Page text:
Even after 2008, economic conditions have been the focal point, but material changes have also happened. In December 2007 the end of the third major up period in US history, the one that began in 1981, came to an end according to the Investment Rate. The end of that upward sloping period also brought the beginning of the third major down period in U.S. history. As a result, the underlying conditions in our economy are different today than they were even during the Internet debacle. The underlying conditions in our economy today are deteriorating on a naturalized basis, where before they were actually improving on a naturalized basis year after year.
The difference here is very important to recognize, and it leads us to a determination when we reconsider the adage of not fighting the Fed. During upward sloping cycles in the Investment Rate, changes to interest rates gave us an indication of market direction as noted above, but in this downward sloping cycle, with interest rates at virtually zero and monetary policy based solely on capital infusion, the playing field has changed.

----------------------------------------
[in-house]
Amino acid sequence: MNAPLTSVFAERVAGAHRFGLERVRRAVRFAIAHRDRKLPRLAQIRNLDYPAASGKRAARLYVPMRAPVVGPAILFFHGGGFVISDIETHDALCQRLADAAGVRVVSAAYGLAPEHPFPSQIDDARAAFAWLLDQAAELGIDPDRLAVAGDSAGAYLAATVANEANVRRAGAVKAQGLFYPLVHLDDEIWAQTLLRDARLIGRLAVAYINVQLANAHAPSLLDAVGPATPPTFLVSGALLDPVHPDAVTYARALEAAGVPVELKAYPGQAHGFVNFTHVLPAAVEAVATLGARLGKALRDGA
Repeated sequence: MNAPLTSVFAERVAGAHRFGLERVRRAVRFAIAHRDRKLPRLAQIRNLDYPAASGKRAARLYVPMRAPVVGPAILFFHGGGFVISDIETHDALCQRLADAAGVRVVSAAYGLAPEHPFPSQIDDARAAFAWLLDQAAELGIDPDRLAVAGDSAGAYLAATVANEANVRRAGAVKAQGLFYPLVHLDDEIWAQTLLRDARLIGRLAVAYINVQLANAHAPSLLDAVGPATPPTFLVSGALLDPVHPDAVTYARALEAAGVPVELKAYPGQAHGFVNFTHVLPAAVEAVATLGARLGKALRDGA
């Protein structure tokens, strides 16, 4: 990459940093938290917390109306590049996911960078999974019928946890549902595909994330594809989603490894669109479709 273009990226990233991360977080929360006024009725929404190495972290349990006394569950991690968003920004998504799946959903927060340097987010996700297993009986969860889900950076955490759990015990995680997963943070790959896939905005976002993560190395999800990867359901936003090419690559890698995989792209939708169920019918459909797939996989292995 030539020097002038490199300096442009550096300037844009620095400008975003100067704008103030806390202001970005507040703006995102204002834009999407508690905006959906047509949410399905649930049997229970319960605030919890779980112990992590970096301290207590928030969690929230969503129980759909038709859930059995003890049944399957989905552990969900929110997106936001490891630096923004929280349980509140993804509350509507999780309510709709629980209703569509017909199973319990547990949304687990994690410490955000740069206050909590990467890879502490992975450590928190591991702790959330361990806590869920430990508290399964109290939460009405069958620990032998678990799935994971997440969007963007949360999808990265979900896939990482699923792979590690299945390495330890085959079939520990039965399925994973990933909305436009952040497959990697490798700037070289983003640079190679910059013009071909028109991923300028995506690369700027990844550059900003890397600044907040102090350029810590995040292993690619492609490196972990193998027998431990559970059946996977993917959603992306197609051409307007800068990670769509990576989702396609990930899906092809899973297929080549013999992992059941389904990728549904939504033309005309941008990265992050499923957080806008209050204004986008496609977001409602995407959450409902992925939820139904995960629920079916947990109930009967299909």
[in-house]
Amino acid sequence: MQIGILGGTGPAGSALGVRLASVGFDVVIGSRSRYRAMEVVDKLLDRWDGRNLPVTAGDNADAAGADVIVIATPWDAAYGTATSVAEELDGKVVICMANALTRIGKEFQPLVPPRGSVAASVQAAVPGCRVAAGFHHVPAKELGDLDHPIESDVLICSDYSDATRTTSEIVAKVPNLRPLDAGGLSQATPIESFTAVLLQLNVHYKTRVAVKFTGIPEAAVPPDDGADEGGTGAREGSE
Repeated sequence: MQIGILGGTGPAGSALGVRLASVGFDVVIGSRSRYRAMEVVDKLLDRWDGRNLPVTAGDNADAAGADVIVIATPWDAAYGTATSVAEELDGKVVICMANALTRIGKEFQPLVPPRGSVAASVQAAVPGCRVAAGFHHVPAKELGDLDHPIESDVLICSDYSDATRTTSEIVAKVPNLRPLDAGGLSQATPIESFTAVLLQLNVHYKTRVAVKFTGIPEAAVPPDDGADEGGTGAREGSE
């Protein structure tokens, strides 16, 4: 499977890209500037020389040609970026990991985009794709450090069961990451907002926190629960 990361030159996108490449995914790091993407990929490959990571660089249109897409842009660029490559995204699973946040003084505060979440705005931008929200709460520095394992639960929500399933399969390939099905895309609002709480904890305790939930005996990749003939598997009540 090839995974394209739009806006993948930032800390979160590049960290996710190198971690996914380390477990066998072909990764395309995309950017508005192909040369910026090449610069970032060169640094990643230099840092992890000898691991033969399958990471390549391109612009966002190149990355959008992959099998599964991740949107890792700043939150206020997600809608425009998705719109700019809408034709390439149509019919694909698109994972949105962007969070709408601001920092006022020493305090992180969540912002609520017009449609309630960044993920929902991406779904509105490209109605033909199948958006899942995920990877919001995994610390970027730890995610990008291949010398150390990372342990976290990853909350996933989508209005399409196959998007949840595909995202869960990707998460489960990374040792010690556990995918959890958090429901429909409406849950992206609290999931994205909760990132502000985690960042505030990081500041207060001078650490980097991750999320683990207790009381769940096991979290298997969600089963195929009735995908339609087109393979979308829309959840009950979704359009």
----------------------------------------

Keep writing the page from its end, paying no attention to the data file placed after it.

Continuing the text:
Now, the the economy is deteriorating naturally and only the infusion of capital by the Fed has kept it afloat. We are in a third major down period in US history according to the Investment Rate, and the Fed has to infuse more and more capital into the system every year to offset the deterioration. It cannot taper stimulus policies because the economy will contract measurably, and therefore the adage of don't fight the Fed is not what it was prior to 2008.
If the Fed begins to tighten, or taper in this case, it will be removing the lifeblood of the economy and what we knew to be true prior to 2008 will no longer be so. This time, don't fight the Fed will mean sell everything, including housing, stocks, businesses that cannot sustain a recession/depression, and any other asset class that might be dependent on new money to grow. When I say sell everything, in particular I mean things tied to the direction of the SPDR Dow Jones Industrial Average ETF (DIA), SPDR S&P 500 ETF Trust (SPY) , PowerShares QQQ Trust, Series 1 ETF (QQQ), and iShares Russell 2000 Index ETF (IWM).